Santigi is the king of the village of Mando. He is a good and just king who rules his people well. He is an impartial king. He is the father of kindo. He is/was deceived by maligu to support the strangers coming to the village. He easily trust people and that is why maligu capitalizes on that to deceive him. He is highly respected. As a king of Mando, hr counts on whitehead’s promises that he will establish school to teach his people. He feels happy that his people will soon Know how to read and write. As an impartial king, he banished kindo, his son when he commits murder. This rare trait is hardly found these days among kings. His interest as a king is for the village to be peaceful and progressive. This is a mark of good leadership. He is a quintessence of good leadership, impartial and truth.
son of Mrs Hardcastle by her first husband (Mr Lumpkin) and stepson to Mr Hardcastle. He is a mischievous, uneducated playboy and a very consumptive figure; a fat, ale-drinking young man who has little ambition except to play practical jokes and to visit the local tavern whenever be has a mind; frightens the maids and worries the kittens. Proves to be good-natured and kind despite his superficial disdain for everyone. do Mrs Hardcastle has no authority over Tony, and their relationship contrasts with that between Hardcastle and Kate.
Tony takes an interest in horses, “Bet Bouncer and especially the alehouse, where he joyfully sings with members of the lower-classes. When Tony comes of age, he will receive 1,500 pounds a year. His mother hopes to marry him to her niece, constance Neville, who is in line to inherit a casket of jewels from her uncle. Tony and Miss Neville despise each other It is Tony’s initial ception of Marlow, for a joke, which sets up the plot Tony goes to great effort to help Neville and Hastings in their plans to leave the country because he despises her.
Tony’s free-wheeling ways of drinking and tomfoolery is probably because of the huge inheritance that awaits him when he comes of age.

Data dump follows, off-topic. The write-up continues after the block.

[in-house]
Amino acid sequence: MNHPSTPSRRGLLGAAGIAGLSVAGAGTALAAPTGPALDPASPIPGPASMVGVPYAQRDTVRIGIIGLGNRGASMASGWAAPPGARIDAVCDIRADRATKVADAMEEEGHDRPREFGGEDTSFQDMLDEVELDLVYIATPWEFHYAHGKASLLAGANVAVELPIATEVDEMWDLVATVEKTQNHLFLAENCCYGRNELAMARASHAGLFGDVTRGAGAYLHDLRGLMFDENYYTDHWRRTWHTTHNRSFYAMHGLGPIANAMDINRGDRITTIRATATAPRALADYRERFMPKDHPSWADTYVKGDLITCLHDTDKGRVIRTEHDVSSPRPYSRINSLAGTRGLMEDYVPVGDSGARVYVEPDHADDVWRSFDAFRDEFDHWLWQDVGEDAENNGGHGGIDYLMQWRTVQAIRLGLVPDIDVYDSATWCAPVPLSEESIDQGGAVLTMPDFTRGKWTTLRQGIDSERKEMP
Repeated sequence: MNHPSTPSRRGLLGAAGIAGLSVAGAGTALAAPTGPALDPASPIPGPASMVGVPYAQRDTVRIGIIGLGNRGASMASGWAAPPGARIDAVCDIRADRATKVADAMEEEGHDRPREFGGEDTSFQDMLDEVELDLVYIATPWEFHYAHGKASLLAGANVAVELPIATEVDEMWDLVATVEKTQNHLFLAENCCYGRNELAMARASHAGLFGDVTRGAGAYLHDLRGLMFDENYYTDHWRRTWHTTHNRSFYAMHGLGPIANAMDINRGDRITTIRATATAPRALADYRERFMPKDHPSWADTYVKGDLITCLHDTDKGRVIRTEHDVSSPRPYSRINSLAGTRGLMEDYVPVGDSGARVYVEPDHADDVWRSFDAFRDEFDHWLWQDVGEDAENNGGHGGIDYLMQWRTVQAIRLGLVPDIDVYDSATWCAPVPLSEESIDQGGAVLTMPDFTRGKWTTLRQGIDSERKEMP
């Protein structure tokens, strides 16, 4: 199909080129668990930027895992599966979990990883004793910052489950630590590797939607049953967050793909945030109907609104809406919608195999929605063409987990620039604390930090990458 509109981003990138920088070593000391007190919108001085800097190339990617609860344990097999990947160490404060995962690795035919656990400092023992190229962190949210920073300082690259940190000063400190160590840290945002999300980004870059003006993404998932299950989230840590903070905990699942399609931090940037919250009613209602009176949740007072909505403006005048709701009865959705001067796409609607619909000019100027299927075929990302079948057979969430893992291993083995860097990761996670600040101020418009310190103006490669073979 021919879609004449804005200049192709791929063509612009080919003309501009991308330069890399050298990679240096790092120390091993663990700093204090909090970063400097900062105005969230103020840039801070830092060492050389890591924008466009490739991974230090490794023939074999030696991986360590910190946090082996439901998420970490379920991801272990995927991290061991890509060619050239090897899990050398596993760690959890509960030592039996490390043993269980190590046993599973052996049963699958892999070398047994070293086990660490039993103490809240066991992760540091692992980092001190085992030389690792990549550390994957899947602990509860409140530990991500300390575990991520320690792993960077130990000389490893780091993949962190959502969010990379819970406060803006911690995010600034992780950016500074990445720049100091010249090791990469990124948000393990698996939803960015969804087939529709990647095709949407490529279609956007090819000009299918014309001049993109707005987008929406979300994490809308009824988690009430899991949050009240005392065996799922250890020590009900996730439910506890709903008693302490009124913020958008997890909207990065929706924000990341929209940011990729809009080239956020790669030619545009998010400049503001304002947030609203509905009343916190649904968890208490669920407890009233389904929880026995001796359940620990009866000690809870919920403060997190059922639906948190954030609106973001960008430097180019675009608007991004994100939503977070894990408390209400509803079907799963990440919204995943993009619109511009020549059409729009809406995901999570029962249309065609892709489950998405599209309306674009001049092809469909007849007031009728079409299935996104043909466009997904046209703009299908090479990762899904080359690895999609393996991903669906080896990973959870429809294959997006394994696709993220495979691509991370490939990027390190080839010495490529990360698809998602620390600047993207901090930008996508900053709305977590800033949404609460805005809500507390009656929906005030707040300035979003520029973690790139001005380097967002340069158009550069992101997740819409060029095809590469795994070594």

The mood is gloomy and sober with a corresponding tone of lamentation and pessimism. There appears to be a shift in tone in the last stanza as he expresses hope but he ends the stanza on a pessimistic note.
As a result of the many years of failed governance, the country experiences all kinds of social problems like violence, robbery, insurgence, kidnapping thus becoming a sabre-toothed tiger/a giant hawk . The youths and elder statesmen refrain from agitation for fear of being persecuted or repressed by government: While infants shudder home/the grizzled ones snatch their gut/from bayonets of tribulation/halting venturous walk at dusk .
In the last stanza, while the poet looks forward to a generation that will take the nation out of its hopeless state toward the shore of possibilities, his hope is threatened by the ravenous nature of the ruling class: The land lies patiently ahead/ awaiting in ambush , ready to devour the future change- agents.
-Language and tone-
i)The instinctive inclination of the child to learn is suggested by learning itself taking place in a ‘bower’, a natural structure. This also suggests that children learn from nature, from their daily living
ii)This contrasts with the unnatural character of the school. The oppressive nature of education is highlighted by emphasising the vulnerability of the child and its associated metaphors of bird and plant: ‘little ones’, ‘drooping / droop’, ‘worn thro’, ‘tender’
iii)The child’s unfettered life is associated with words of energy and pleasure: ‘love to rise’, sing’, ‘sweet’, ‘joy’, ‘youthful spring’
-A child’s perspective-
i)The content of this poem seems to be from the standpoint of an innocent child. However the dictionand style are quite sophisticated. The speaker uses expressions one might expect in eighteenth century poetry, for example, ‘The distant huntsman winds his horn’ and ‘learning’s bower’.
-rhetorical devices such as-
i)Extended rhetorical questions
ii)Exclamation and apostrophe (‘O!father and mother’)
iii)Repeating a pattern three times.